This scenario did not work with Avian Lewis. If CPS would have left him with his foster parents then Avian would not have been found in a city dump. In “Report on Child Deaths Due to Abuse or Neglect in Virginia During State Fiscal Year 2010” the state notes, “The goal of Child Protective Services (CPS) is to identify, assess and provide services to children and families in an effort to protect children, preserve families, whenever possible, and prevent further maltreatment” (Commonwealth of Virginia 3) Last the courts contend the punishment for abuse is adequate.

Don Goss, a CPS worker for the City of Roanoke notes, “[l]argely the Juvenile and Domestic Courts will handle the cases with least restrictive alternatives and rehabilitation efforts” (Goss). For the lowest form of abuse, the punishment is two years as the crime becomes more serious the punishment goes to ten years. (Crime Codes 1) The “Report on Child Deaths Due to Abuse or Neglect in Virginia During State Fiscal Year 2010” notes, “Thirty-one children died as victims of physical abuse or neglect; 23 died as victims of physical abuse and nine children died due to medical neglect” (Child Protective Services Program 4).

I do not think that a possible ten year sentence is harsh enough for the crime of child abuse. How is this punishment fair to the children who have been hurt? Some children who suffer from abuse will have a lifetime of therapy to help them deal with the damage caused by their parents. Parents who are abused as children will in turn abuse their own children. In Criminology: A sociological understanding Widom notes, “Such parents are more likely to abuse their own children in a vicious cycle of violence” (qtd. In Barken 325).

If we worry more about helping the children who suffer abuse rather than protecting the parents then the violence would end. Over 50 percent of parents now being investigated by CPS have files about them when they were children (Goss). Parents learn how to discipline their children from the way that they were disciplined. It is important to make sure children get help with a therapist when abuse is involved. Government agencies have been getting involved with child abuse, but it is believed that they should not be.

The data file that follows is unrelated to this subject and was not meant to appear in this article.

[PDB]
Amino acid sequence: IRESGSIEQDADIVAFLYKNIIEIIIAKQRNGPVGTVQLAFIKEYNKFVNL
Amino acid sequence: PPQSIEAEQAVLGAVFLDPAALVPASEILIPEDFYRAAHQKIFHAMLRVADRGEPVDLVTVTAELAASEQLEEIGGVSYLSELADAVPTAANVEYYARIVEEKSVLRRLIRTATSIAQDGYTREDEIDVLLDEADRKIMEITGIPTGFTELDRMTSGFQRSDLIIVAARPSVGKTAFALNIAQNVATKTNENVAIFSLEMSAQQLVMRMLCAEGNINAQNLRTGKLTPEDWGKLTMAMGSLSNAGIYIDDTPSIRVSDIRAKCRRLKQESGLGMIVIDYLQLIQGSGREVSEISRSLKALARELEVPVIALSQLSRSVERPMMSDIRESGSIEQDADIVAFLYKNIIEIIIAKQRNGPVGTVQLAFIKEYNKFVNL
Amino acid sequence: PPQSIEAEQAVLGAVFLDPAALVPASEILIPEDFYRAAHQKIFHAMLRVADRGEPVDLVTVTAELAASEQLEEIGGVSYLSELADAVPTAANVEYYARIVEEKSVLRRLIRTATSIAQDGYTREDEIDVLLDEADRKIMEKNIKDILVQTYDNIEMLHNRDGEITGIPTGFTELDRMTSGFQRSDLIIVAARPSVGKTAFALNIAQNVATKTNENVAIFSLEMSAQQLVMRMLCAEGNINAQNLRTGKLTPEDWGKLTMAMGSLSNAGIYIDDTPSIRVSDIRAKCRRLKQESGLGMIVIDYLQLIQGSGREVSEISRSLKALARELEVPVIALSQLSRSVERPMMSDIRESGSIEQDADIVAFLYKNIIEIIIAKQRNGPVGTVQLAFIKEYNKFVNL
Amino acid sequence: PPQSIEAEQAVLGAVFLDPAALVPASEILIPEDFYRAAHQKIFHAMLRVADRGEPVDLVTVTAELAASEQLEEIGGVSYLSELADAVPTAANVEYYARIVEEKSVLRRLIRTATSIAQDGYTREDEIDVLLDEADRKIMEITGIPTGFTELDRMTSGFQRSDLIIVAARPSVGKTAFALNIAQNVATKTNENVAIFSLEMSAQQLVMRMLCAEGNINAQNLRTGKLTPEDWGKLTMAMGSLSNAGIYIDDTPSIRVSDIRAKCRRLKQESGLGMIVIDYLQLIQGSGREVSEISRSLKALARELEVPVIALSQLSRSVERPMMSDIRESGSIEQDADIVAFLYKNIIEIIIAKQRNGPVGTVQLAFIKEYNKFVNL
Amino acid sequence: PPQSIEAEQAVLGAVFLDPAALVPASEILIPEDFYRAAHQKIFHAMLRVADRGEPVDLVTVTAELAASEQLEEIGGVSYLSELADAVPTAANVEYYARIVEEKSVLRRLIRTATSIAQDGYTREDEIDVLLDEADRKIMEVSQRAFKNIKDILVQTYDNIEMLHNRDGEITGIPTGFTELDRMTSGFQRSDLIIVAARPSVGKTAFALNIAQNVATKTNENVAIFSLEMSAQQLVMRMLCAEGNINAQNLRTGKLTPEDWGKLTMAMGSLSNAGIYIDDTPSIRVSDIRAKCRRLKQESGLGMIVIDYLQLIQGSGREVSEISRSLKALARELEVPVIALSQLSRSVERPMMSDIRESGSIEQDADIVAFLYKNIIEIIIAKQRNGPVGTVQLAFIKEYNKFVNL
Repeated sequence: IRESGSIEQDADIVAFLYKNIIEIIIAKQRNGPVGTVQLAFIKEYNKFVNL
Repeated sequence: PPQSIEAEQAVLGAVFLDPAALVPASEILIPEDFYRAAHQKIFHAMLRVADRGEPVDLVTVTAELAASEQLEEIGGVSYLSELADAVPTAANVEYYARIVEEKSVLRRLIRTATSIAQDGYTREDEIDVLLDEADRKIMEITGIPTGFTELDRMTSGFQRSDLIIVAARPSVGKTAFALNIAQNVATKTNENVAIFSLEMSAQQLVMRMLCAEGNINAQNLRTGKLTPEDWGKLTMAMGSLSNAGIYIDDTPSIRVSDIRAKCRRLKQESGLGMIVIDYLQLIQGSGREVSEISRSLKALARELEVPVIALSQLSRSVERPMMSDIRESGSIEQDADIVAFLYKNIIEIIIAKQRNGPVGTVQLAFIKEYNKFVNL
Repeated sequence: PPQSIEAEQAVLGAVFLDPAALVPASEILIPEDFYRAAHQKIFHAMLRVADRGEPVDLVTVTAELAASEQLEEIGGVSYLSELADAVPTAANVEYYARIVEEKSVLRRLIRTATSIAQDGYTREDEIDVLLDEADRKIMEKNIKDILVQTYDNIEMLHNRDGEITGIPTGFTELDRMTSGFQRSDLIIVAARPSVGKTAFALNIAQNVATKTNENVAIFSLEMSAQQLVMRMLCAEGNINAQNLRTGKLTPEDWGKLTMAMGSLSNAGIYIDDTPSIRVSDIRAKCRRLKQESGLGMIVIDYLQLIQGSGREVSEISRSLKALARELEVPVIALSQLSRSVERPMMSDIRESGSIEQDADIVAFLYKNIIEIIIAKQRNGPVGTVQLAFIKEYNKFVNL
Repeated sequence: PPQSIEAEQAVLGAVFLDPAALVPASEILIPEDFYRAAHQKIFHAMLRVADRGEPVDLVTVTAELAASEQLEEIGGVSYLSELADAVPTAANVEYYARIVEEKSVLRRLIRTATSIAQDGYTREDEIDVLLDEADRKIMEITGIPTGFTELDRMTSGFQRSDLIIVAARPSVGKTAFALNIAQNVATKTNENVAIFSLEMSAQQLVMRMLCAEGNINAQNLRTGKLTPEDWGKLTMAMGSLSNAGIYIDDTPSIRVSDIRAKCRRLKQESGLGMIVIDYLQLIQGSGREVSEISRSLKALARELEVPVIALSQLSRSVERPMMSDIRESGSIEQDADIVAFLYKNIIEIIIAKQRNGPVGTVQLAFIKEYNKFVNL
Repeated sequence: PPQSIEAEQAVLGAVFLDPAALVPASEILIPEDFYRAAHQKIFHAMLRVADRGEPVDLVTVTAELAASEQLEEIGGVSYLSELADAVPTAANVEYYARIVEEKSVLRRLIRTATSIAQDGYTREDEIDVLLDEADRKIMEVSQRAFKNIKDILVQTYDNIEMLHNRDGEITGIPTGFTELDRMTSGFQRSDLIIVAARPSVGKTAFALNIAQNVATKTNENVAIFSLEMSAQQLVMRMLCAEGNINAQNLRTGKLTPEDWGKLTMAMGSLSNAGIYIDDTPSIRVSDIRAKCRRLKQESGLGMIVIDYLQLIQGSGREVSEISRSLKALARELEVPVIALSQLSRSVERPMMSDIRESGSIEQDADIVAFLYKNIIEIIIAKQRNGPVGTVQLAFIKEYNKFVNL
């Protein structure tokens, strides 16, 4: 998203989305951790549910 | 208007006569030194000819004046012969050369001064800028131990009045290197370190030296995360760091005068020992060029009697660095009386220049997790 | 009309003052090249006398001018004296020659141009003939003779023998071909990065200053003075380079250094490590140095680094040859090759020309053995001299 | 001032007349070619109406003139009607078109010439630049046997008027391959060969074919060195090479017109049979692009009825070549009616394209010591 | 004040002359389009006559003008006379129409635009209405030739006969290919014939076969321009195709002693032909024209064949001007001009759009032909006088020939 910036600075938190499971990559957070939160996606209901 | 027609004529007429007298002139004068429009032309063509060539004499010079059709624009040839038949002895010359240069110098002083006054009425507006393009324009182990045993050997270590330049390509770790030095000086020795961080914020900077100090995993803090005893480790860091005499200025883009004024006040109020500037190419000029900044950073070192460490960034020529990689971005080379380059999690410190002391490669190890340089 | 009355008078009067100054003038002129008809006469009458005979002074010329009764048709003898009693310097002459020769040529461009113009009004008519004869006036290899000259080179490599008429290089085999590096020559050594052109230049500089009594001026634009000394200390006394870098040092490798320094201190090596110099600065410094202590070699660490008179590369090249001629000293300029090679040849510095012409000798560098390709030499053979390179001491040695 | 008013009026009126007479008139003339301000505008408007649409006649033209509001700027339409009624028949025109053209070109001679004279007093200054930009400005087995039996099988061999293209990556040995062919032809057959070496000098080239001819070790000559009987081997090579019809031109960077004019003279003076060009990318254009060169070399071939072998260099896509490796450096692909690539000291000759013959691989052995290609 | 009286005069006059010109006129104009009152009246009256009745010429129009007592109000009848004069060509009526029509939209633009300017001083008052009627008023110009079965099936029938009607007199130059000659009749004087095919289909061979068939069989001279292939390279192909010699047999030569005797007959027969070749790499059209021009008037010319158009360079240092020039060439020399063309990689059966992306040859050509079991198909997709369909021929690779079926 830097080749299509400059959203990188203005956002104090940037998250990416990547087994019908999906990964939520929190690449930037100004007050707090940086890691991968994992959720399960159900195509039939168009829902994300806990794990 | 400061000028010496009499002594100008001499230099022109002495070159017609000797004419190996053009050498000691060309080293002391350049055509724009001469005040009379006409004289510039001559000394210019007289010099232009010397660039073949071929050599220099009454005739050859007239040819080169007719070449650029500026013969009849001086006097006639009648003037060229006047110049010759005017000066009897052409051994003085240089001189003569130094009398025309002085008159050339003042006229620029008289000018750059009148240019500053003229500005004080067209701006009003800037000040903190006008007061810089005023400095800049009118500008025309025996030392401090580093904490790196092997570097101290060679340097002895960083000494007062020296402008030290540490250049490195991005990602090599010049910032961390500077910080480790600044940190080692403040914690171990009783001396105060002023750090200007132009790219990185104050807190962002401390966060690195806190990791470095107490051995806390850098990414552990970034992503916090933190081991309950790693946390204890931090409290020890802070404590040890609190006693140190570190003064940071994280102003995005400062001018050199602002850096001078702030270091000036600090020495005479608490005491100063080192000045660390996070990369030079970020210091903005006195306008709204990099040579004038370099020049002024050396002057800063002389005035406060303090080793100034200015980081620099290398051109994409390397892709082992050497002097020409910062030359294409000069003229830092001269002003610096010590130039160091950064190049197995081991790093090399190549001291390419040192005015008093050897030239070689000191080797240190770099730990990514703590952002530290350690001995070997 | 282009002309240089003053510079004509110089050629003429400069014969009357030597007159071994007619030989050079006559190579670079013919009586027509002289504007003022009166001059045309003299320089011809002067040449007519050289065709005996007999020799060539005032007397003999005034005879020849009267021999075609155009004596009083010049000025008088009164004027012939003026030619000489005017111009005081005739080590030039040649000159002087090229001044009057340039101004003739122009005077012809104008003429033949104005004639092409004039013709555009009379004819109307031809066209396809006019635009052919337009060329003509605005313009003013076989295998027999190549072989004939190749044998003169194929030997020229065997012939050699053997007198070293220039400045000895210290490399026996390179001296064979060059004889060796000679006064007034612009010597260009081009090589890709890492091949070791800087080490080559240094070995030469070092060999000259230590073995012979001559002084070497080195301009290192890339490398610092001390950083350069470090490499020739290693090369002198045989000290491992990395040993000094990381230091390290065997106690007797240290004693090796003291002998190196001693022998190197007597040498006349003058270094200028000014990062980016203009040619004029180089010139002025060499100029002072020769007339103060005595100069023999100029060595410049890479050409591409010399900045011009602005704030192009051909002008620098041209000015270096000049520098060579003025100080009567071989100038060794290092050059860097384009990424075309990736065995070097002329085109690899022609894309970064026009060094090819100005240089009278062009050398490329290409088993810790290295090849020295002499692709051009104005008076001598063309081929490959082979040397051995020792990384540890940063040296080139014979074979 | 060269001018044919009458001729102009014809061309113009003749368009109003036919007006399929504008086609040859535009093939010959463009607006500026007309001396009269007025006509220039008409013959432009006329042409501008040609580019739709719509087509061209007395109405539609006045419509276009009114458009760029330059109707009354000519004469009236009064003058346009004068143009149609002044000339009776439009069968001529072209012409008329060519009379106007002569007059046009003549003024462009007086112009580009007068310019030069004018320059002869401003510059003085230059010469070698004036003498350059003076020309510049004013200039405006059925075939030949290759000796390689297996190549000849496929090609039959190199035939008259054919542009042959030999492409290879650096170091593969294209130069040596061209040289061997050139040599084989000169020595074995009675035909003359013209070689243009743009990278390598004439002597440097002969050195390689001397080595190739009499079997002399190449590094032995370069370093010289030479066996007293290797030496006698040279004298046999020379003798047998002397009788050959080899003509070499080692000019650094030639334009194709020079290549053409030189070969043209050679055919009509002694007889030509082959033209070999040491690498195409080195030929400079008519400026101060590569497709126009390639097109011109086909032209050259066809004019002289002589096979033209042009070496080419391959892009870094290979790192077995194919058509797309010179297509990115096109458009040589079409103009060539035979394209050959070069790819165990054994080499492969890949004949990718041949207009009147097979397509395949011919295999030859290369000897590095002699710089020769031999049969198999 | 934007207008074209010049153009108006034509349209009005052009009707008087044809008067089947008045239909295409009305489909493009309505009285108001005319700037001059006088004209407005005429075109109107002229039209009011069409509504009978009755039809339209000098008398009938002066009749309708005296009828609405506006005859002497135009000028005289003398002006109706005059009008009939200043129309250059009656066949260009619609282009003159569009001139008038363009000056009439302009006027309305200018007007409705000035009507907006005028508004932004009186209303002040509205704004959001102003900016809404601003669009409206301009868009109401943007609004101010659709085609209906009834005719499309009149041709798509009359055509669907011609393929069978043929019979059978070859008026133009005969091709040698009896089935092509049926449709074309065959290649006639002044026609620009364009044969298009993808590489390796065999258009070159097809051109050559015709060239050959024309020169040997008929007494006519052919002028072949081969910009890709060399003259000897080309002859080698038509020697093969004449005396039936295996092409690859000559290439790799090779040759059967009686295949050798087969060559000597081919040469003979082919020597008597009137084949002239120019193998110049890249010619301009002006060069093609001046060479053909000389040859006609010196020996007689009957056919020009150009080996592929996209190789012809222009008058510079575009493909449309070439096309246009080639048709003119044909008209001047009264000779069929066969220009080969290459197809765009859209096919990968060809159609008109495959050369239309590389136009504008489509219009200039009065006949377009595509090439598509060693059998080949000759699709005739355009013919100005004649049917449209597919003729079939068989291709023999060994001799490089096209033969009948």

Andrew Karmen in the textbook “Criminal Investigation” notes, “For centuries, parents were permitted to beat their children as they saw fit in the name of imposing discipline. . . . Only if injury or death resulted were adults in danger of being held responsible for going too far, a problem labeled cruelty to children” (qtd. In Hess and Orthmann 342). “Honor thy mother and father” and “spare the rod and spoil the child” are saying heard throughout time. In many ways, I believe both of these sayings.

Parents should discipline their child to ensure that they turn out to be respectful, hardworking adults, but not to the point where it hurts them. Throughout time, children have been exposed to many forms of violence. Infants were killed as “birth control,” getting rid of “retarded,” and the “deformed children” (Hess and Orthmann 342). Spanking a child when they have done wrong is not abusing them. In the commonwealth of Virginia, it is only considered abuse when a mark is left.

I do not believe that children who have suffered a large amount of abuse and neglect from their parents should be placed back in the care of the same people who hurt them. I also think that the punishment for abuse and neglect should be harsher to deter parents, caregivers, and relatives. Jennifer Thomas, a Licensed Clinical Social Worker notes, “Kids need the support of therapy until the grown-ups in their lives are taking care of everything better” (Thomas). If parents and the justice system would concentrate on the children then a lot of lives would be saved.